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I got home just in time to catch "The Clock" at the beginning.  This is one of my favorite Judy Garland movies-- I wish MGM had given her more opportunities to act in films without also being counted on to turn in a musical performance.  I realize that Judy's singing films were probably huge moneymakers for MGM and I enjoy many of her musicals; but I really love her in this film.  It's just a sweet, romantic film.  Nothing more, nothing less.

 

Totally agree.  IMO Judy is quite underrated for her dramatic acting, which always strikes me as beautifully natural.  Her performances in The Clock, A Star Is Born, and I Could Go On Singing could stand on their own without a single musical production being added, even though her singing obviously enhanced the last two of those films.

Completely agree with your assessment of Judy's dramatic acting skills.  She is mainly remembered for her musicals; but I think it's forgotten that she could actually act.  Even in some of her musicals, in her non-singing scenes, she always gives a natural performance without it seeming like she's acting.  In less comedic scenes, she expresses a certain vulnerability that makes her a sympathetic character.  In Summer Stock, for example, while it's a pretty average musical, with the exception of Judy's show stopping "Get Happy" number, there's a scene where Judy's character realizes that she's falling for Gene Kelly's character.  In the scene, she is standing outside, looking up at the starry sky, singing a song called "Friendly Star."  This song is a very emotional moment in the film and it's very effective due to the feeling Judy injects into her songs.  The most poignant part of the song is when they do a close up and her eyes are tearing up.  Her song renditions typically elevate the film from a typical average musical to something a little more. 

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I decided on my way home from work tonight that I'd try to catch some of Judy Garland day-- I've seen most of the films shown; but I did DVR "Strike up the Band."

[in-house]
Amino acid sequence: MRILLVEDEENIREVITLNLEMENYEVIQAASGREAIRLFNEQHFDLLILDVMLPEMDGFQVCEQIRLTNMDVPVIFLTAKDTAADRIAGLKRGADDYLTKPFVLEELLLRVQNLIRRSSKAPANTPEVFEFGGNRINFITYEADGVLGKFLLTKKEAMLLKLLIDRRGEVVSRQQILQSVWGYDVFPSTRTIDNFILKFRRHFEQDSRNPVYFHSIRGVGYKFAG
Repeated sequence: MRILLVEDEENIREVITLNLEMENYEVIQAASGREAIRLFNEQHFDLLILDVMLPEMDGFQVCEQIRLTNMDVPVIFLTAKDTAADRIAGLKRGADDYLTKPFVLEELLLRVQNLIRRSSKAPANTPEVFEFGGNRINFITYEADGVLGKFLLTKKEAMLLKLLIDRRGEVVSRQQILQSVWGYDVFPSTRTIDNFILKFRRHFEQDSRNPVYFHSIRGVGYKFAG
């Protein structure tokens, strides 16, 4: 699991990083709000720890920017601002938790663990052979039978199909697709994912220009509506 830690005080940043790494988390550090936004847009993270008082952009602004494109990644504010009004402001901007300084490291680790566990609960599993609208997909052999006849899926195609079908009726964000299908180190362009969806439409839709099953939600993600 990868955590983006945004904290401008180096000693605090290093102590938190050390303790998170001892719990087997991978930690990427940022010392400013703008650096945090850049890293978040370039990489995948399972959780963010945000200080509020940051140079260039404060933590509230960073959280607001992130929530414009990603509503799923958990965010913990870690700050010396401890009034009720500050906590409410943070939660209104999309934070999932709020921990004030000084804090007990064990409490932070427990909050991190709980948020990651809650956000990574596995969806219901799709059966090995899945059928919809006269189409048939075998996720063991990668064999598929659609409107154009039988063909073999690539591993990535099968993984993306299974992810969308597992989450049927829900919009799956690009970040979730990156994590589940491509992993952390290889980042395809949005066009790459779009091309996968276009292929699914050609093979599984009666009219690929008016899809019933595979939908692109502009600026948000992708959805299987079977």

I got home just in time to catch "The Clock" at the beginning.  This is one of my favorite Judy Garland movies-- I wish MGM had given her more opportunities to act in films without also being counted on to turn in a musical performance.  I realize that Judy's singing films were probably huge moneymakers for MGM and I enjoy many of her musicals; but I really love her in this film.  It's just a sweet, romantic film.  Nothing more, nothing less. 

 

After this, I plan on catching "A Star is Born."  I've seen this film before; but it was a long time ago and I can't remember much about it-- so this will be pretty much like watching it for the first time. 

 

I haven't seen The Clock in ages, but reading this reminds of Keenan Wynn, didn't he have a rather sharply finny set piece in an all-night diner? I remember rather enjoying that. There is a scene later when the two are in a cafeteria and there is an older man who seems to listen intently (not eavesdropping, really ... he is seated close to them) and his head goes from one to the other as they speak to each other.. He's as interested as we are! Another humorous effect, there. Robert Walker has a nice versatility, maybe rare among actors ... he can play creepy if the role demands, or he can be a thoroughly nice guy, as in The Clock. Very convincing, both.

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I haven't seen The Clock in ages, but reading this reminds of Keenan Wynn, didn't he have a rather sharply finny set piece in an all-night diner? I remember rather enjoying that. There is a scene later when the two are in a cafeteria and there is an older man who seems to listen intently (not eavesdropping, really ... he is seated close to them) and his head goes from one to the other as they speak to each other.. He's as interested as we are! Another humorous effect, there. Robert Walker has a nice versatility, maybe rare among actors ... he can play creepy if the role demands, or he can be a thoroughly nice guy, as in The Clock. Very convincing, both.